Vascular occlusion causing blindness is a rare yet greatly feared complication of the use of facial aesthetic fillers. The authors performed a review of the aesthetic literature to ascertain the reported cases of blindness and the literature reporting variations in the vascular anatomy of the human face. The authors suggest a small but potentially helpful addition to the accepted management of the acute case. Cases of blindness, mostly irreversible, from aesthetic filler injections have been reported from Asia, Europe, and North America. Autologous fat appears to be the most frequent filler causing blindness. Some cases of partial visual recovery have been reported with hyaluronic acid and calcium hydroxylapatite fillers. The sudden profusion of new medical and nonmedical aesthetic filler injectors raises a new cause for alarm about patient safety. The published reports in the medical literature are made by experienced aesthetic surgeons and thus the actual incidence may be even higher. Also, newer injectors may not be aware of the variations in the pattern of facial vascular arborization. The authors present a summary of the relevant literature to date and a suggested helpful addition to the protocols for urgent management.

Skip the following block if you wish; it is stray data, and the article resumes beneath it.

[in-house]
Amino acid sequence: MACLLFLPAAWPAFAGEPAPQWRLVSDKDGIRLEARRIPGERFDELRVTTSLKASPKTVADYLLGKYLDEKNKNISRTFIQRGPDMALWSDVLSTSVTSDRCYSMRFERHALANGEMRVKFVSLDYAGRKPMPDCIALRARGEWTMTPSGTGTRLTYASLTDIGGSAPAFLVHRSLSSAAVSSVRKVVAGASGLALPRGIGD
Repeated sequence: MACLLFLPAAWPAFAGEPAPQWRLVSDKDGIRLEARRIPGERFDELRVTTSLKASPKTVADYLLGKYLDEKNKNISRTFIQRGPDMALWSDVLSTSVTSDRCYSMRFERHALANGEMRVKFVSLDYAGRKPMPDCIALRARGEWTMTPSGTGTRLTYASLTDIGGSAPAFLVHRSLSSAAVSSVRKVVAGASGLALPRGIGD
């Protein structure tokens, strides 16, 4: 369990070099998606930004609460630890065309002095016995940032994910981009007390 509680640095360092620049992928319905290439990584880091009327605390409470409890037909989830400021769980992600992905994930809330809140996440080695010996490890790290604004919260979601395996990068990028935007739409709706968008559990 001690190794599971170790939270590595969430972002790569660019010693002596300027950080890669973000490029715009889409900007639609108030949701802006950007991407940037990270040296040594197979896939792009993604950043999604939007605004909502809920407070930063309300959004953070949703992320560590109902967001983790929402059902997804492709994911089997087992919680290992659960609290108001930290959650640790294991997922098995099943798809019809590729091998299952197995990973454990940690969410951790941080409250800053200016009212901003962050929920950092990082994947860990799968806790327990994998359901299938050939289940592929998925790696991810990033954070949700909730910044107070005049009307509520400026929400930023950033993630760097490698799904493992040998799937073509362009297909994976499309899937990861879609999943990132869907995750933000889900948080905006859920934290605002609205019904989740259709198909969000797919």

Vancouver, British Columbia, Canada
From the University of British Columbia.
Received for publication December 16, 2013; accepted May 7, 2014.
Disclosure: Dr. Rohrich receives instrument royalties from Micrins Instruments and book royalties from Quality Medical Publishing. He received clinical research grant support from Neodyne Biosciences, Inc., for participation in a clinical trial. No funding was received for this article. The other authors have no financial information to disclose.
Jean D.A. Carruthers, M.D., Clinical Professor \Department of Ophthalmology, University of British Columbia, 943 West Broadway, Suite 820, Vancouver, BC V5Z4E1, Canada